For the first seven rounds, it looked as if little had changed in the eight months since Andre Ward and Sergey Kovalev last met for the unified light heavyweight title.

Kovalev took the early lead Saturday at Mandalay Bay, and Ward came back strong, picking up the pace earlier than he did in the first fight, which he won by unanimous decision. By the midpoint of the fight, it was another dogfight and both men had their moments.

Things changed dramatically in the eighth round. Ward landed a low blow on Kovalev’s belt-line, which backed the Russian toward the ropes.

Ward, the defensive wizard, turned the tables and went on the attack. He landed a big right hand that snapped Kovalev’s head back and really signaled the beginning of the end.

The 2004 American Olympic gold medalist, who fought far more aggressively this time around, sensed Kovalev was in trouble and went in for the kill.

He went to the body with several lefts. Ward twisted the full weight of his body into the lefts and Kovalev bent over at the waist. Referee Tony Weeks had seen enough and stopped it at 2:25 of the eighth.

“I told them this week I’ve only trained Andre for knockouts twice, the first was Chad Dawson and the second was tonight,” Ward trainer Virgil Hunter said. “They laughed at me. But I knew what was going to happen because he was healthy. Now we have quieted all those who were whining and thought we didn’t get it the first time.”

It was a shocking end to a bitter rivalry in which the hate between the two men seemed to increase by the day, by the round and by the punch.

When the fight began, Kovalev sneered at Ward and the men refused to touch gloves.

The fight was intense, and early, Kovalev’s boxing was carrying the day.

But Ward, who adjusted in the second half of the first fight and came from behind to win, made his move much earlier. By the third round, he was pressuring Kovalev and bringing the fight to him.

Several times, Kovalev seemed to back away and at one point in the seventh while they were fighting in Kovalev’s corner, Kovalev backed off to the ropes. Ward seemed confused and shouted at Weeks, who ordered Kovalev to fight.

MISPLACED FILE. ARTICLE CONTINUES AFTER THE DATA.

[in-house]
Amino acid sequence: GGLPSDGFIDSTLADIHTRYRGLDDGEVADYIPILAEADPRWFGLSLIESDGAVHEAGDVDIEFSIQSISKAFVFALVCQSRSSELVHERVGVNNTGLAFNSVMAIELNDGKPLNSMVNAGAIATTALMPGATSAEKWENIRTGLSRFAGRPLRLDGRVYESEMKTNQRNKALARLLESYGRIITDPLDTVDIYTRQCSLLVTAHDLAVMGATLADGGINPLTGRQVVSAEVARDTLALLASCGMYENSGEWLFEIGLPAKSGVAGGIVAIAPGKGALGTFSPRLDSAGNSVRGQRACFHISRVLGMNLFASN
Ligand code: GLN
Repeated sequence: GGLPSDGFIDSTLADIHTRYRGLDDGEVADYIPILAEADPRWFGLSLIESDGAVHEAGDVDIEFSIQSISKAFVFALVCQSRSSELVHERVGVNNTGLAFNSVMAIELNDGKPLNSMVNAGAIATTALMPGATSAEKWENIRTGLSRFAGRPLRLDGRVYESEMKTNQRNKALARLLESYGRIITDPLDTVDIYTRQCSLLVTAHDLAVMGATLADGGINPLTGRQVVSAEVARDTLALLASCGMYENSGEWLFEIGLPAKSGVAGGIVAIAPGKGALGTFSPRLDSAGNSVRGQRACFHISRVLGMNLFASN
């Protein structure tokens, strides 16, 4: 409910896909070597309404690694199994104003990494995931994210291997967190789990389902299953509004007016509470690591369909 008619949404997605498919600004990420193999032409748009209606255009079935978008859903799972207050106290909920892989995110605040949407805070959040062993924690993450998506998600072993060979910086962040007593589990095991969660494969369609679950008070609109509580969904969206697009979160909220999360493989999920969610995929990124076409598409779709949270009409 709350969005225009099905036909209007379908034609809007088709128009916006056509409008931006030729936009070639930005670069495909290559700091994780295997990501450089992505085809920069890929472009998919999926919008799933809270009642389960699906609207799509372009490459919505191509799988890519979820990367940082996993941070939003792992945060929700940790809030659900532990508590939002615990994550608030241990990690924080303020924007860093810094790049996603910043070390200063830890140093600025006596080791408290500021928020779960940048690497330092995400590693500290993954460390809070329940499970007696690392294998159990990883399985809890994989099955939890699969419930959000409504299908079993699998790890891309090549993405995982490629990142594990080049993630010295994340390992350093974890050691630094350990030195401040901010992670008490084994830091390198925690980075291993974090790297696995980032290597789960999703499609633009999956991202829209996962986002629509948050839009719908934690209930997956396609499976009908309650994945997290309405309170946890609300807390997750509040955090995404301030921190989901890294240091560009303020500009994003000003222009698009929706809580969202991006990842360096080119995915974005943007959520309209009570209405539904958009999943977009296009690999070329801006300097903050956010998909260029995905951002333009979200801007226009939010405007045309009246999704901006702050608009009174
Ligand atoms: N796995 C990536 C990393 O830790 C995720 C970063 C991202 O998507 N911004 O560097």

Ward, who a few days before the bout had said that his punching power was vastly underrated, looked like the killer who had 26 knockouts in 32 fights, not Kovalev.

“I’ve never been the best, but I’ve always worked the hardest,” Ward said. “I could tell he was reacting to my body shots and I knew I had him then. I knew he was hurt. It takes something to do something.”

There was at least one low blow in the eighth – the first that started the final sequence – and potentially two others.

Kovalev, though, had the look of a beaten man long before that.

Ward landed 33.6 percent of his punches and tore Kovalev’s body apart.

The win moved him to 32-0 and may have made him the clear-cut pound-for-pound best in the world.

“Can I ask a question?” Ward said. “Am I No. 1 now? Of course I hope so, but I don’t have a vote, but hopefully, I’ll top that pound-for-pound list.”

Ward later spoke of moving up to fight at either cruiserweight or even heavyweight – “I dream big,” he said – but he earned a respect Saturday that had eluded him throughout a nearly perfect professional career.

There was no controversy about the result or doubt about the way the fight was fought.

Kovalev noted the low blows in the eighth, but he was gassed far before the finale from Ward’s assault.

Source: Kevin Iole| Combat columnist